A new legal challenge to the Vikings stadium legislation has held up the $486 million bond sale needed to pay for the massive facility. So what's the legal argument?

Doug Mann, a registered nurse, says that the stadium legislation violates a section of the Minnesota constitution by relying on Minneapolis sales taxes. More on that in a second.

This is Mann's second attempt to counter the stadium legislation in the courts. His first filing this fall argued that the use of city sales taxes should have triggered a referendum requirement in the city's charter.

Judge Phillip Bush ruled that it would have triggered the referendum, had the Legislature not explicitly overrode the city's charter. Bush therefore tossed the case.

Mann has returned with a new argument (see his legal memo), which he has made directly to the Minnesota Supreme Court.

Specifically, he cites Article X, Section 1 of the Minnesota Constitution. That section states: "The power of taxation shall never be surrendered, suspended or contracted away." The language is relatively common among state constitutions nationally.

He further cites an 1864 Minnesota Supreme Court ruling, saying "that a tax cannot be imposed exclusively on any subdivision of the state, to pay an indebtedness or claim which is not peculiarly the debt of such subdivision or to raise money for any purpose not peculiarly for the benefit of such subdivision."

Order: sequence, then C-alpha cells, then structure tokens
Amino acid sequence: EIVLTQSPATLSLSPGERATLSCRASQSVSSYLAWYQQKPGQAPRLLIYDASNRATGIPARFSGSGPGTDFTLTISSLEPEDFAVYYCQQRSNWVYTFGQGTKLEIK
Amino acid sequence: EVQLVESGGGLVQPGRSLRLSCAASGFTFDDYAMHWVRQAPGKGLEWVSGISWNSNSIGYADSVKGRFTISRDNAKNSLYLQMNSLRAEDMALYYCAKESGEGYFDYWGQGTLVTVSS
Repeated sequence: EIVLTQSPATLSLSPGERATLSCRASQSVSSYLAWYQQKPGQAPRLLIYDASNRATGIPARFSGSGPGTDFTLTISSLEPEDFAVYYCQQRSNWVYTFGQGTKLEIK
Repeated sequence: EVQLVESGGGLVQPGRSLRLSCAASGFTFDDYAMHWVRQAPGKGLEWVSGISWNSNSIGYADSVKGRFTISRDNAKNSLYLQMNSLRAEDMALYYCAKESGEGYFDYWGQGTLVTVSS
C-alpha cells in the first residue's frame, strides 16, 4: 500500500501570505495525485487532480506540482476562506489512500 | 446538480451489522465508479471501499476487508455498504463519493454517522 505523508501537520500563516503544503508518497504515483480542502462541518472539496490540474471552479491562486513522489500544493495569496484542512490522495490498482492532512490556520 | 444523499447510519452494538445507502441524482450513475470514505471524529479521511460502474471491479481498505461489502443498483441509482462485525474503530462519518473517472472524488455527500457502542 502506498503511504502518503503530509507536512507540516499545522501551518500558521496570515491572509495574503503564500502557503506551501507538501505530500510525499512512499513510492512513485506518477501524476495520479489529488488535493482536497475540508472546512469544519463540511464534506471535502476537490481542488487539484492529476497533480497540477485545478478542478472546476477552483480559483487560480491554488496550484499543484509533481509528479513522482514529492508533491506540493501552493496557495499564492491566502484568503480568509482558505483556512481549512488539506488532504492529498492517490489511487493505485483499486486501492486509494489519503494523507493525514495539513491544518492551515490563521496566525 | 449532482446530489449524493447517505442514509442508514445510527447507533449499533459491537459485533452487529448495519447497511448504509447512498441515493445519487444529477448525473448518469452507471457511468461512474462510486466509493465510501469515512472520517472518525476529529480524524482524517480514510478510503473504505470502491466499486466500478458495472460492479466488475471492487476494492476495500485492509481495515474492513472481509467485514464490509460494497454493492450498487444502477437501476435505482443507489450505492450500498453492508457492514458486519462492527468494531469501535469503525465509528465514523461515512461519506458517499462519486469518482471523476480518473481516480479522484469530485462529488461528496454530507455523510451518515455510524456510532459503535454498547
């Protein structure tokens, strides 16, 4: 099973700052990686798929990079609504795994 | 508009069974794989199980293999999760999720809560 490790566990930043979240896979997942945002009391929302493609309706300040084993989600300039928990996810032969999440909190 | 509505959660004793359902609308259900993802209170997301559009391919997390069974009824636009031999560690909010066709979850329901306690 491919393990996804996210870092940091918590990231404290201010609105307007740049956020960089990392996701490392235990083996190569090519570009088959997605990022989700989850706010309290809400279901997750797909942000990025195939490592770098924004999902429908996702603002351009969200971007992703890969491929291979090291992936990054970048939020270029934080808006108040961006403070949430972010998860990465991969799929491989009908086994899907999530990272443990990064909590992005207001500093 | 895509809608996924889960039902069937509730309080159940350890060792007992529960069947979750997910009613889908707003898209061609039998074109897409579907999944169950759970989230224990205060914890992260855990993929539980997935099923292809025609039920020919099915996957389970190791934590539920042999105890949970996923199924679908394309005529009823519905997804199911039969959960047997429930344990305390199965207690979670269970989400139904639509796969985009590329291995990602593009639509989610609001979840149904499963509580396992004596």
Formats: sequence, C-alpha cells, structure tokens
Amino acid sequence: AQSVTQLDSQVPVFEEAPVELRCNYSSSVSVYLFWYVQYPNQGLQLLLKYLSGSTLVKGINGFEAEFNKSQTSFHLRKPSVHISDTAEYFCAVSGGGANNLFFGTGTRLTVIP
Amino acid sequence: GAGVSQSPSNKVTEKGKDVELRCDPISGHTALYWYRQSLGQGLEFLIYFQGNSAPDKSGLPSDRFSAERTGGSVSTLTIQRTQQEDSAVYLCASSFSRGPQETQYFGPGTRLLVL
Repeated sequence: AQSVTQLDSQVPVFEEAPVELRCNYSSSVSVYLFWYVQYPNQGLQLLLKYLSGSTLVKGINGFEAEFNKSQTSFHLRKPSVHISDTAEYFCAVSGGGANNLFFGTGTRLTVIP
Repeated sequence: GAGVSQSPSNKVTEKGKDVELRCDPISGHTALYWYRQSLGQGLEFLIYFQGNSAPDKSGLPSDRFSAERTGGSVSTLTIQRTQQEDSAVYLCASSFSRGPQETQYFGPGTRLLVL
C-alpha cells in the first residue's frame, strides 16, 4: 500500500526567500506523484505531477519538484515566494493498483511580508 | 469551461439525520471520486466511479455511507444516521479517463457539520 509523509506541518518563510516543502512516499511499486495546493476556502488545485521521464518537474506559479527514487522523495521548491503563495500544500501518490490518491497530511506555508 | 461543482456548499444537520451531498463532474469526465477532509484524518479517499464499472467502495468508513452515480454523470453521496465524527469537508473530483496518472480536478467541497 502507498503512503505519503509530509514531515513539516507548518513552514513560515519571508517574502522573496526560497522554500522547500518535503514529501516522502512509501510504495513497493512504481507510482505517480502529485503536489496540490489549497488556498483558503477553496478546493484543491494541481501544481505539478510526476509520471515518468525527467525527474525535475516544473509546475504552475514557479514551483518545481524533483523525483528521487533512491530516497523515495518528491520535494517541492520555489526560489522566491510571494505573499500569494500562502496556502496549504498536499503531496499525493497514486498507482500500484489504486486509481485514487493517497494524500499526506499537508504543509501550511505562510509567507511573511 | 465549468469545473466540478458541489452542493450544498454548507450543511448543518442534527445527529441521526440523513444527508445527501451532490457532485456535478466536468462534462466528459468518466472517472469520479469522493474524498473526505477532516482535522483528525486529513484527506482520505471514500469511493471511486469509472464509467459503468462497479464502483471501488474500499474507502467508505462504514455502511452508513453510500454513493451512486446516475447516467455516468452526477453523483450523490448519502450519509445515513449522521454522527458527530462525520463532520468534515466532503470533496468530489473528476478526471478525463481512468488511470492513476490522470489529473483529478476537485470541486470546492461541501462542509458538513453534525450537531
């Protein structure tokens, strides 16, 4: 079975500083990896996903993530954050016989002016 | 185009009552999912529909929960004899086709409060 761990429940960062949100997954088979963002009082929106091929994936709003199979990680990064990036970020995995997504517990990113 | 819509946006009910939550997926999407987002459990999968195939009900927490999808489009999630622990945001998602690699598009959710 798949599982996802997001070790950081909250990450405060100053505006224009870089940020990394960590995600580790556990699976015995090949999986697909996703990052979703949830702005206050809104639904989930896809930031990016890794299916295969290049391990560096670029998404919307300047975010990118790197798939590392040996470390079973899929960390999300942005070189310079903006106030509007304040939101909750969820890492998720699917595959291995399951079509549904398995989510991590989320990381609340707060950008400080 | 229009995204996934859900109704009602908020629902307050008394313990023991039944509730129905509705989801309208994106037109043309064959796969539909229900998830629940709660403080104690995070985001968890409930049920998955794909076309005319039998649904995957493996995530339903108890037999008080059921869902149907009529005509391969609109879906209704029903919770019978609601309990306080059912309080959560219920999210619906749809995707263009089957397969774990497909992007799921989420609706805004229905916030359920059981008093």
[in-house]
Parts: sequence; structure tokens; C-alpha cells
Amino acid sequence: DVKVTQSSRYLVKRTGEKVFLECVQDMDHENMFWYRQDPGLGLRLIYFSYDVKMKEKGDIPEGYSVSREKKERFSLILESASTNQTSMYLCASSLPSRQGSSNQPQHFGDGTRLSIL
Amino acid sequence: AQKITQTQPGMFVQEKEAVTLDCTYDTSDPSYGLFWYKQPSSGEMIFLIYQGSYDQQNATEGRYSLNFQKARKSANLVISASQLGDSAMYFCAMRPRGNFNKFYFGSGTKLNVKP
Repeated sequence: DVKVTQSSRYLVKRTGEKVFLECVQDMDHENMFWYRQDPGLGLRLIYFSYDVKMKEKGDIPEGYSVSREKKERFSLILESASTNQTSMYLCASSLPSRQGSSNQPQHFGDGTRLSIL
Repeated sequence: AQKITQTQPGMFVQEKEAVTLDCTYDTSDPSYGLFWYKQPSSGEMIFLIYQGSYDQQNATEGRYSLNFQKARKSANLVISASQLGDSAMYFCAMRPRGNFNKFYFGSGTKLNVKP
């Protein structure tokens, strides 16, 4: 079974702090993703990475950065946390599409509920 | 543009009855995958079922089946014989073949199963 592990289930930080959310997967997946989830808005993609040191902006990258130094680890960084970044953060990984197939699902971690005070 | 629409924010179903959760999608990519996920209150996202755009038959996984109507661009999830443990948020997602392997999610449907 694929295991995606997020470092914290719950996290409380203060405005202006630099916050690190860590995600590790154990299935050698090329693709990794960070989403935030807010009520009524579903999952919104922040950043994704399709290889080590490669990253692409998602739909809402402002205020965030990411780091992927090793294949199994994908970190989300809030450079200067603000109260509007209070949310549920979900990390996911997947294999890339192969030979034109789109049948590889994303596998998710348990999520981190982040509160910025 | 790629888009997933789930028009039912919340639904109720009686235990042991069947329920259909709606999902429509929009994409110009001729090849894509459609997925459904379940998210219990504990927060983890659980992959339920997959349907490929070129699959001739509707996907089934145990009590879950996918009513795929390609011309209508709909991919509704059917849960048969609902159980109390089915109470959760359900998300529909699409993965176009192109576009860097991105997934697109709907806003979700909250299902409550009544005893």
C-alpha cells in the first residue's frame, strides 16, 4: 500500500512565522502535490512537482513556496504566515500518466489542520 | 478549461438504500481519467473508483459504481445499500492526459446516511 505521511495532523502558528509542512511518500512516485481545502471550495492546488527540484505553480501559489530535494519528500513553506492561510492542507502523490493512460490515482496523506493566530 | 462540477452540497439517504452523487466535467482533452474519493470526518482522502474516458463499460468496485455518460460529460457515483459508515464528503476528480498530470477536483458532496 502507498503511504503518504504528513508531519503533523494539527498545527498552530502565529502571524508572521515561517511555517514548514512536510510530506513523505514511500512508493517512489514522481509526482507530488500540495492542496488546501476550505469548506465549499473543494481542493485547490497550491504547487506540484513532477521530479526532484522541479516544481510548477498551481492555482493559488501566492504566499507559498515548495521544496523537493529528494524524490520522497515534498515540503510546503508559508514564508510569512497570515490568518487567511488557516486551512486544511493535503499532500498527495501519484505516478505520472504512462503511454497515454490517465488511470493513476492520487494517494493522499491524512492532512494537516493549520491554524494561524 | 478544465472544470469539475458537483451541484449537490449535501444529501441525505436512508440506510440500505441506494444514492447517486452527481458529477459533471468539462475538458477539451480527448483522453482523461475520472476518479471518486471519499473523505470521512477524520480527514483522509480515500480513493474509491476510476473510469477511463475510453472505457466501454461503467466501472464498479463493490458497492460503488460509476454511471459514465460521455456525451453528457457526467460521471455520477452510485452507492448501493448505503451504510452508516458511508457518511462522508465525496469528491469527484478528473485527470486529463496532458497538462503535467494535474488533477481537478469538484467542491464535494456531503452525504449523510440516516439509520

In other words, a tax cannot be imposed on Minneapolis to pay for something "not peculiarly for the benefit" of Minneapolis.

That case, Sanborn vs. Commissioners of Rice County, ruled that the Legislature had unconstitutionally required Rice County to arbitrate a claim that John Sanborn had made against the Rice County school district.

Here is Mann's full legal memo, seeking a writ of prohibition:

Memorandum Mann vs Showalter, Cmmss'r Mn Mng't & Budget by eric_roper